I thought farmers had to spend some effort to recycle plastic. I heard of cleaning, separating and drying of plastic waste before disposal. Also the use of baler if the collecting company doesn't provide one. Is this a rarity?
Yeah, it is possible to make biofuel out food, but then you are replacing your farm with stuff to make fuel instead of whatever it was growing before.
Is there any ash type waste/residue? And will this be classed as toxic and require some form of expensive disposal?
What's your definition of mixed plastic? HDPE PVC PETE? All in the same pot?
The Germans have second generation gasification that produces fuel from grass , but at the mo they aren't using it. just for a little quiet on the eastern front .
Yes, normally <1% of input mass will become char. It will be 90% carbon, ~6% oxygen , ~1% calcium and tiny fraction of other elements non toxic elements.
PVC plastics char byproduct will contain a high amount toxins. We are considering two solutions. Suggest people not recycle PVC or neutralize the char (which can be done)
The other thing to consider would be other chemical contaminants. This is one thing we will need to find out, what kind of chemicals are plastics polluted in these environments.
We want to make sure there is no need for expensive or difficult removal of toxins, otherwise other ways of plastic recycling would be easier
All those in one pot. PVC is the one causing most problems
Tyre recycling - we're on it. Bio-oil, carbon black, CHP.
If it stacks up financially, why is the market for recycled plastic on the floor and yards full of bales of plastic mysteriously going up in smoke every few months?
The 2500l production/use exemption is for biofuels only, not fuels produced from fossil fuel derived products. Hence all fuel produced would have to pay 58p/l fuel tax, plus VAT, just like the stuff you buy at the pumps. You would also have to register as a producer of fuel with HMRC.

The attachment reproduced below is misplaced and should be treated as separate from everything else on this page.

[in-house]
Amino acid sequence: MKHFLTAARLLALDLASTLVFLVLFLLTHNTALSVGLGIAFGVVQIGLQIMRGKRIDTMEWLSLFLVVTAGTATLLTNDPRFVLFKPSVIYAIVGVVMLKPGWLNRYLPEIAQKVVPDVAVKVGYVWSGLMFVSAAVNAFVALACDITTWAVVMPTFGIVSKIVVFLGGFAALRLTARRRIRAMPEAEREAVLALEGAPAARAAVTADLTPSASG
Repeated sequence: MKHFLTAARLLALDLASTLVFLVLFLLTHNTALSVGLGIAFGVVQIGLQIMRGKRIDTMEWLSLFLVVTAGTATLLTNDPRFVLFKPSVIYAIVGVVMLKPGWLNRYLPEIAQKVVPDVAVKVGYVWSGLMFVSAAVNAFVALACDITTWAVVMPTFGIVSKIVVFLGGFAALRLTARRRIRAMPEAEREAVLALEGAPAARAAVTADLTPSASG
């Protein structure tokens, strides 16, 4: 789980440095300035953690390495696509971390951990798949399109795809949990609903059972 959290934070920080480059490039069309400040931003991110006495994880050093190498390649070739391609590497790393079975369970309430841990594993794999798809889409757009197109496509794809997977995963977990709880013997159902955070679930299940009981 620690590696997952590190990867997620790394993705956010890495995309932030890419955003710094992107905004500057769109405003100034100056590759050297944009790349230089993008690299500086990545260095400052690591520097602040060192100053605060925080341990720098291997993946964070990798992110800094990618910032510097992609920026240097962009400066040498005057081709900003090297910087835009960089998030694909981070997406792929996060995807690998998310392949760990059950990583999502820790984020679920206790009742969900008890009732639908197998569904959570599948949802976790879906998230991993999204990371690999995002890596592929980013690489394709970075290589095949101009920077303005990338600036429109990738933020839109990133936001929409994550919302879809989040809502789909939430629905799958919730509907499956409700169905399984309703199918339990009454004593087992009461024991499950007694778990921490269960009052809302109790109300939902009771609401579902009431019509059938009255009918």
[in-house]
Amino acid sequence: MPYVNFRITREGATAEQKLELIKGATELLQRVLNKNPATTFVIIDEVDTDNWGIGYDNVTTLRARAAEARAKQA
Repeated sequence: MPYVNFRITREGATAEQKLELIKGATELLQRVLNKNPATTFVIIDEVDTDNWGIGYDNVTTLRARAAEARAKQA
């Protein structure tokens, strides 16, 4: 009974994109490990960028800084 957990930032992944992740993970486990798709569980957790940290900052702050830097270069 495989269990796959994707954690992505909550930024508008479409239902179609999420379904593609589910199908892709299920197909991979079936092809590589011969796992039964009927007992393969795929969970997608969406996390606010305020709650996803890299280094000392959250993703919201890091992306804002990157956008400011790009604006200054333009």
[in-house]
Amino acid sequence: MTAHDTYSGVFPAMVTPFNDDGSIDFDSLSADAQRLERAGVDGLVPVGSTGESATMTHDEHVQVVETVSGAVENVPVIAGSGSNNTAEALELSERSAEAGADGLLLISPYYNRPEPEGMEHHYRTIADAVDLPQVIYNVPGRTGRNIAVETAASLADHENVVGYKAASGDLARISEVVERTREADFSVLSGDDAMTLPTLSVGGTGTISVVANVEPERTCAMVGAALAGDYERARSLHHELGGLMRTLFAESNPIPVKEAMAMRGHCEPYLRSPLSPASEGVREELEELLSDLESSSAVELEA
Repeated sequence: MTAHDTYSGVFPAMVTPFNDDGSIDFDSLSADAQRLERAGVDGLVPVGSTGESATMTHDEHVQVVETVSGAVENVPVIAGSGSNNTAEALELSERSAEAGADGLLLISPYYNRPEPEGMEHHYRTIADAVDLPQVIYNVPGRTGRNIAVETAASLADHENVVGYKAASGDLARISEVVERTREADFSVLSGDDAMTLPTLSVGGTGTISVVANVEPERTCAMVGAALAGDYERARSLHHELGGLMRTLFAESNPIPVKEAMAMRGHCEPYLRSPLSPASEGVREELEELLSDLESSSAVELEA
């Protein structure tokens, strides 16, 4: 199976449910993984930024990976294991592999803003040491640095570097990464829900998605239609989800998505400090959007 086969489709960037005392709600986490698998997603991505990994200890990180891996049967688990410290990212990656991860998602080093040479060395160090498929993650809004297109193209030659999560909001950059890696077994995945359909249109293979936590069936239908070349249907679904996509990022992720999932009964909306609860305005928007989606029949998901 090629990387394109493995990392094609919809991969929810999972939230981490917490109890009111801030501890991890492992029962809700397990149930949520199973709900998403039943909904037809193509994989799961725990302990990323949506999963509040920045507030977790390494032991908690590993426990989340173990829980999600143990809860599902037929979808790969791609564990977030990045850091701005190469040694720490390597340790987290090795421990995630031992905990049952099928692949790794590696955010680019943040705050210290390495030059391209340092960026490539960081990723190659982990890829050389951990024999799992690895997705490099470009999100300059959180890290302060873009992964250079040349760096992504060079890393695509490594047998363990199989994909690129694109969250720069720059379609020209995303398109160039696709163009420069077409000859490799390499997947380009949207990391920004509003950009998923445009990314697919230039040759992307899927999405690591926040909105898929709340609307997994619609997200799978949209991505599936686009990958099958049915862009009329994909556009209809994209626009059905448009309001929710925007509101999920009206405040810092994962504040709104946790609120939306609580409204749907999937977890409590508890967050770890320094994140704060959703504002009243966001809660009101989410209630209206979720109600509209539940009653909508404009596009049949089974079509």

Then there's the environmental legislation to consider (the waste products would undoubtedly be considered toxic waste), which is a whole new can of worms, plus Health and safety requirements for a high temperature process.
The likelihood that small scale producers are going to be able to jump through the regulatory hoops and it still be viable financially are vanishingly small.
If you are seriously considering attempting to market this process, the first thing you need to understand from top to bottom is the relevant regulatory framework in the EU/UK, and whether your process can fit into that. Whether it works in practical terms is irrelevant if no-one is allowed to use it, or its prohibitively expensive to get the right permits.
How much is your cheapest product?
Yes...that is going to be interesting. My guess is the reason not many people are doing this is exactly the issues you pointed out. Oh, by the way these guys are rolling their system out soon
You can can't use it for machinery without paying tax, but you can use it for heating. (*update* you are still taxed but only £0.1/l) Also, looks like horticultural producers don't have to pay.
Thanks for the heads up. I have not spent enough time on legislation to get a good idea how much of a mess it will be. Will focus on figuring it out now
Sounds really good. In our are with a lot of crofts, seems like the kind of thing a machinery ring could buy, possibly free disposal of bale wrap and they keep the fuel? That would work with me, not enough wrap to make any significant quantity of fuel, but need rid of it.
HMRC will never allow a large number of producers of fuels that usually have a duty payable on them....for certain. They need to be able to police the system as cheaply as possible....no thoughts to sustainability...it's all about the money.Hard lines !